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- Jeopardy!: Matt Amodio’s Run Reveals Just How Impressive James Holzhauer Was
Current Jeopardy! champion Matt Amodio reached a very important milestone last week. By winning his 33rd consecutive game on Friday, the Yale Ph.D. student moved into second place all-time in consecutive wins, just ahead of James Holzhauer and 41 games behind the Jeopardy! GOAT Ken Jennings.
Amodio’s streak has been both incredibly impressive and a genuinely important bit of stability for the venerated quiz show undergoing a hosting crisis. In fact, when Amodio made his first TV appearance since the streak began on Monday morning’s episode of Good Morning America, two former Jeopardy! guest hosts were among his interviewers: Robin Roberts and George Stephanopolous. It was actually under Roberts that Amodio’s streak began, on an unassuming Wednesday episode.
“I thought there was no chance I’d be on Jeopardy! longer than you,” Amodio told Roberts during their interview.
But Amodio did outlast Roberts … and then LeVar Burton, David Faber, and Joe Buck. He even outlasted Mike Richards’ very brief tenure as “permanent” host. He is now continuing his reign of terror under Mayim Bialik’s second hosting stint and if he keeps this up, he will have a chance to break Jennings’ record when Jennings actually serves as guest host beginning November 5.
Still, for as remarkable as Amodio’s run has been, it’s also revealed just how rare the performance was of the competitor he just passed: James Holzhauer. To be clear, we have no intention of minimizing Amodio’s achievements. Matt is a fan favorite in the Bojalad household due to his idiosyncratic playing style and his Northeast Ohio roots. Having said that, it must be gently pointed out that, in many ways, it still pales in comparison to Holzhauer’s time on the show. Allow me to explain.
Now that Amodio has passed Holzhauer in consecutive games won, he must be pretty close to passing him in most money won, right?
Nope. Not even close.
After 33 wins, Amodio’s “regular season” (excluding special tournaments) total stands at $1,267,801. Respectable to say the least. Holzhauer’s winnings in roughly the same time frame, however, amount to $2,462,216. That is only $58,484 less than Ken Jennings’ final number … in 42 fewer games played.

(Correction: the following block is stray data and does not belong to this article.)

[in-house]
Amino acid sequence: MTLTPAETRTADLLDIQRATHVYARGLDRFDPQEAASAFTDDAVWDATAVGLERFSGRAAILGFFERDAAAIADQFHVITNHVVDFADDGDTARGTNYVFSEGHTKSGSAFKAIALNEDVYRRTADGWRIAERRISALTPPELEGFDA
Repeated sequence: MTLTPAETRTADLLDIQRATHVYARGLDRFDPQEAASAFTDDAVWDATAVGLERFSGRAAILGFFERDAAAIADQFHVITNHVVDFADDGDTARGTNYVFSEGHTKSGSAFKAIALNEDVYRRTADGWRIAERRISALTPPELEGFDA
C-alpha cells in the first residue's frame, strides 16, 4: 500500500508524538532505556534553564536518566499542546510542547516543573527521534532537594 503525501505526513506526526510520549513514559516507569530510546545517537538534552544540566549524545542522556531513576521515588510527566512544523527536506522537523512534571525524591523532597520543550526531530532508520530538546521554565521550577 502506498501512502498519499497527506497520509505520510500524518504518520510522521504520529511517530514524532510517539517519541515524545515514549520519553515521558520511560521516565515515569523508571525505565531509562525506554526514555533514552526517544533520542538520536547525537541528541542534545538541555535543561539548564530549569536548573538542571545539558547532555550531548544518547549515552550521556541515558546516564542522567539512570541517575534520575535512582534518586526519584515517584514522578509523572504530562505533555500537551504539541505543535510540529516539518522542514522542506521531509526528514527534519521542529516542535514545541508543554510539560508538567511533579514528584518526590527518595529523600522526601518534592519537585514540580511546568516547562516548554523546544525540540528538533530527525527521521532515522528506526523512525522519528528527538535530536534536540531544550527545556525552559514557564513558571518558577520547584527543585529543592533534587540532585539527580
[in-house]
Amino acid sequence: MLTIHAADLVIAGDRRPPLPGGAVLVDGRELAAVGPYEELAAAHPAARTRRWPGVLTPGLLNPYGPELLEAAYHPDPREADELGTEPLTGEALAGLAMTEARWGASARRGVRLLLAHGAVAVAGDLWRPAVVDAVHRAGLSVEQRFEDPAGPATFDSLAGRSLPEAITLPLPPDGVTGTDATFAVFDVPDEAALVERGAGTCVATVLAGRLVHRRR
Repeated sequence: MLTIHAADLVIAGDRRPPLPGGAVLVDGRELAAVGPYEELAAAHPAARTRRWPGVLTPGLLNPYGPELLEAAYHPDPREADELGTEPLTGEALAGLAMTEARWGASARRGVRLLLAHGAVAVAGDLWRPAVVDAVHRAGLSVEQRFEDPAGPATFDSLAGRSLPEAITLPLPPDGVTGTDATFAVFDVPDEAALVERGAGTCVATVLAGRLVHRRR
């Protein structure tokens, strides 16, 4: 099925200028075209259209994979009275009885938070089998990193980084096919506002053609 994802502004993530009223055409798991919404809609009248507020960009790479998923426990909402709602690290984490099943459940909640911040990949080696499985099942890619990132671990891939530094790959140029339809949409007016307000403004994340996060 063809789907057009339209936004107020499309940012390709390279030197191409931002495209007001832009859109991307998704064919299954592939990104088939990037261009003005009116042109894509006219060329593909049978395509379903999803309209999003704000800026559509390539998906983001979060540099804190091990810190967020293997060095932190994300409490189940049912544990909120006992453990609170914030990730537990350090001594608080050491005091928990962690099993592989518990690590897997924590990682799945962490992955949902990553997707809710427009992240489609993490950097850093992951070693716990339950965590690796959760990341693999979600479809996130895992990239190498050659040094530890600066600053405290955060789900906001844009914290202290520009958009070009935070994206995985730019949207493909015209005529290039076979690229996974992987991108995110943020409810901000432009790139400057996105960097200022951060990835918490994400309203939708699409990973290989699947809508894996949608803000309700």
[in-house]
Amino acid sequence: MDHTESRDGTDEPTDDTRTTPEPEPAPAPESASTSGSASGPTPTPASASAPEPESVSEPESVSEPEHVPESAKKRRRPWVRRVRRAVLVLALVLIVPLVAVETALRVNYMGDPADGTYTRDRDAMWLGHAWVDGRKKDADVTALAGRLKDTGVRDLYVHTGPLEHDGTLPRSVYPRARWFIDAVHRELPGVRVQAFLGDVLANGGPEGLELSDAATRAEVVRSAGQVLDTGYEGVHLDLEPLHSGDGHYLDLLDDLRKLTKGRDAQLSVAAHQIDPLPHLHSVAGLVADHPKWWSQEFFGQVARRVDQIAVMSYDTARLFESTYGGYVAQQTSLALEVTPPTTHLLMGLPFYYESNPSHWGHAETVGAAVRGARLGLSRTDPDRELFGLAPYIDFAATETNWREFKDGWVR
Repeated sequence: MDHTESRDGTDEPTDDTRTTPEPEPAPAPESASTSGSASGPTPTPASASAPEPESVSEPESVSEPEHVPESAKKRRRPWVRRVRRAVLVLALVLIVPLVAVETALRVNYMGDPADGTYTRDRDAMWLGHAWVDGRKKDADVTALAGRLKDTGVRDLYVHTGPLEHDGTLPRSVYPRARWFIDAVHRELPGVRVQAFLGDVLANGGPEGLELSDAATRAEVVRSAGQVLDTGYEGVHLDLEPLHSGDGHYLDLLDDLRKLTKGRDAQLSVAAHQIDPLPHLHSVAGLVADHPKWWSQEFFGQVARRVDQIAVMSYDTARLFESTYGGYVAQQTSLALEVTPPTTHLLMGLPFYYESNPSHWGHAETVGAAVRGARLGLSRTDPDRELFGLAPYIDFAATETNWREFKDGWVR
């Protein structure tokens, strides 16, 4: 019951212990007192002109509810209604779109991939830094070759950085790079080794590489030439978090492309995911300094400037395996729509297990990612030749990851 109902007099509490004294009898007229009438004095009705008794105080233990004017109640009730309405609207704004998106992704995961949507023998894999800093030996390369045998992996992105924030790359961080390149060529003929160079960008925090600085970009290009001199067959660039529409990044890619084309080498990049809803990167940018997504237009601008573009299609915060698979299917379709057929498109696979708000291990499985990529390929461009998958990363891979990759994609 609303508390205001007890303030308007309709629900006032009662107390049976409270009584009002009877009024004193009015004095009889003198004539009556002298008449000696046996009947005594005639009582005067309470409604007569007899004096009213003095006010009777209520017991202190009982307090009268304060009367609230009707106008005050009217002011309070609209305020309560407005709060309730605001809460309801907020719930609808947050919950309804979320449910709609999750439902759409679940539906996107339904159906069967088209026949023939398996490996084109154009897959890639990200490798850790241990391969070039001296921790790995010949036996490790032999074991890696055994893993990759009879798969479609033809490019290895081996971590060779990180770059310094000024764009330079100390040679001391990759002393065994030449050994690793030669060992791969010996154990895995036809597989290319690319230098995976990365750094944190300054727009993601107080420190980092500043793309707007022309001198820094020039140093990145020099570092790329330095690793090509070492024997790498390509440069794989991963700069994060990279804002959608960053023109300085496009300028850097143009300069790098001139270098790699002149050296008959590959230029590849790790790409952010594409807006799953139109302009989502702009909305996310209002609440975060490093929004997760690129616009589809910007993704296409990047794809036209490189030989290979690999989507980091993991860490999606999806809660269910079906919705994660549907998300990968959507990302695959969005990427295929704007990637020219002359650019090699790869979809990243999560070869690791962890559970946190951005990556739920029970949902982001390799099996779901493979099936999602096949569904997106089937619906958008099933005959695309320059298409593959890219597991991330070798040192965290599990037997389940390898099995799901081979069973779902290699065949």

How did Holzhauer build up such a formidable warchest in such a relatively limited amount of time? By using his professional gambling skills. Holzhauer was notable for seeking out Daily Doubles and then going “all-in” on them, even if it risked ending his win streak altogether. To say the strategy was successful is to put it lightly. Every spot in Jeopardy!’s top 10 highest single episode winnings is taken up by a different Holzhauer game.
Holzhauer rightfully realized that betting the max was the right move for a talented player. Worried about missing those Daily Doubles? Well, the answer to that is to just not miss them. It was a risky strategy to be sure, but it never failed, not even at the end. When Holzhauer’s streak was finally broken, going all in would not have saved him. Challenger Emma Boettcher had enough of a lead that her $20,201 wager would take her one dollar ahead of Holzhauer in Final Jeopardy!
Since Holzhauer, the way that Jeopardy! contestants play the game has fundamentally changed. “Daily Double” hunting was always a viable strategy but its use has increased post-Holzhauer. In fact, the Jeopardy! GOAT Tournament featuring Jennings, Holzhauer, and all-time money winner Brad Rutter saw all three contestants using Holzhauer’s all-in tactics.
Now Amodio is the first Jeopardy! contestant in a post-Holzhauer landscape who has a chance to take down King Jennings and it’s been fascinating to watch him try to incorporate some of Holzhauer’s strategies. Amodio only began placing aggressive bets for Final Jeopardy! roughly halfway through his streak when it became apparent that he was competing against himself more than the other challengers. As such, Amodio’s current winnings total puts him on pace to win much more money than Jennings should he reach his record of 72 consecutive games. And yet, he still has a long way to go to even get to second place in earnings behind Holzhauer.
Jeopardy! has been around for a long time and God (or Mayim Bialik)-willing it will continue to be. We will likely see more Ken Jennings-esque runs of consecutive wins. Seeing the pure in-game dominance of Holzhauer, however? That’s another thing entirely.